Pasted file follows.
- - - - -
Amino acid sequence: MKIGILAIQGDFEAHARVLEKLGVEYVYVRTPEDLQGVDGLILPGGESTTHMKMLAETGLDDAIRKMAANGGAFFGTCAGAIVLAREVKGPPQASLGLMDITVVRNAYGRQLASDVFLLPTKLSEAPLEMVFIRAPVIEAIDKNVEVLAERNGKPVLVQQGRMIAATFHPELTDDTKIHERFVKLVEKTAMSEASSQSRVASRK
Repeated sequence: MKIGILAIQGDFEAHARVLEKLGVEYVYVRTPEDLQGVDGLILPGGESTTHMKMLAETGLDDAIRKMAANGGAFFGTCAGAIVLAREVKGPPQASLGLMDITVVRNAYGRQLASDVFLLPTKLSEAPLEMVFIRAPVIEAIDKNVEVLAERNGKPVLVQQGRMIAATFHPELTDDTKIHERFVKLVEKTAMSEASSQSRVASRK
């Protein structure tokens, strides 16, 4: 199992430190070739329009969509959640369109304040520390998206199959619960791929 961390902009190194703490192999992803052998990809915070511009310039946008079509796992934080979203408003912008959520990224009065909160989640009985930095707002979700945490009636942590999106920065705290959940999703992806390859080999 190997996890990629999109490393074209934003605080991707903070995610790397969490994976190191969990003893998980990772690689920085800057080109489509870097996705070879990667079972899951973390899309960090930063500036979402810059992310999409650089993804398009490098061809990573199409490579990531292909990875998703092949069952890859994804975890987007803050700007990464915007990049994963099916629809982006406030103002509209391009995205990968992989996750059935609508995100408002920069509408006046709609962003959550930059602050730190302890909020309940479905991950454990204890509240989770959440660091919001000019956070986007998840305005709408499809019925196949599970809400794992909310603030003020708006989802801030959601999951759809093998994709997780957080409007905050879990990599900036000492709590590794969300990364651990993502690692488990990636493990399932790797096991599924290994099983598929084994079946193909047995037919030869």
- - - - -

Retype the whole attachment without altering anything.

Amino acid sequence: MKIGILAIQGDFEAHARVLEKLGVEYVYVRTPEDLQGVDGLILPGGESTTHMKMLAETGLDDAIRKMAANGGAFFGTCAGAIVLAREVKGPPQASLGLMDITVVRNAYGRQLASDVFLLPTKLSEAPLEMVFIRAPVIEAIDKNVEVLAERNGKPVLVQQGRMIAATFHPELTDDTKIHERFVKLVEKTAMSEASSQSRVASRK
Repeated sequence: MKIGILAIQGDFEAHARVLEKLGVEYVYVRTPEDLQGVDGLILPGGESTTHMKMLAETGLDDAIRKMAANGGAFFGTCAGAIVLAREVKGPPQASLGLMDITVVRNAYGRQLASDVFLLPTKLSEAPLEMVFIRAPVIEAIDKNVEVLAERNGKPVLVQQGRMIAATFHPELTDDTKIHERFVKLVEKTAMSEASSQSRVASRK
């Protein structure tokens, strides 16, 4: 199992430190070739329009969509959640369109304040520390998206199959619960791929 961390902009190194703490192999992803052998990809915070511009310039946008079509796992934080979203408003912008959520990224009065909160989640009985930095707002979700945490009636942590999106920065705290959940999703992806390859080999 190997996890990629999109490393074209934003605080991707903070995610790397969490994976190191969990003893998980990772690689920085800057080109489509870097996705070879990667079972899951973390899309960090930063500036979402810059992310999409650089993804398009490098061809990573199409490579990531292909990875998703092949069952890859994804975890987007803050700007990464915007990049994963099916629809982006406030103002509209391009995205990968992989996750059935609508995100408002920069509408006046709609962003959550930059602050730190302890909020309940479905991950454990204890509240989770959440660091919001000019956070986007998840305005709408499809019925196949599970809400794992909310603030003020708006989802801030959601999951759809093998994709997780957080409007905050879990990599900036000492709590590794969300990364651990993502690692488990990636493990399932790797096991599924290994099983598929084994079946193909047995037919030869």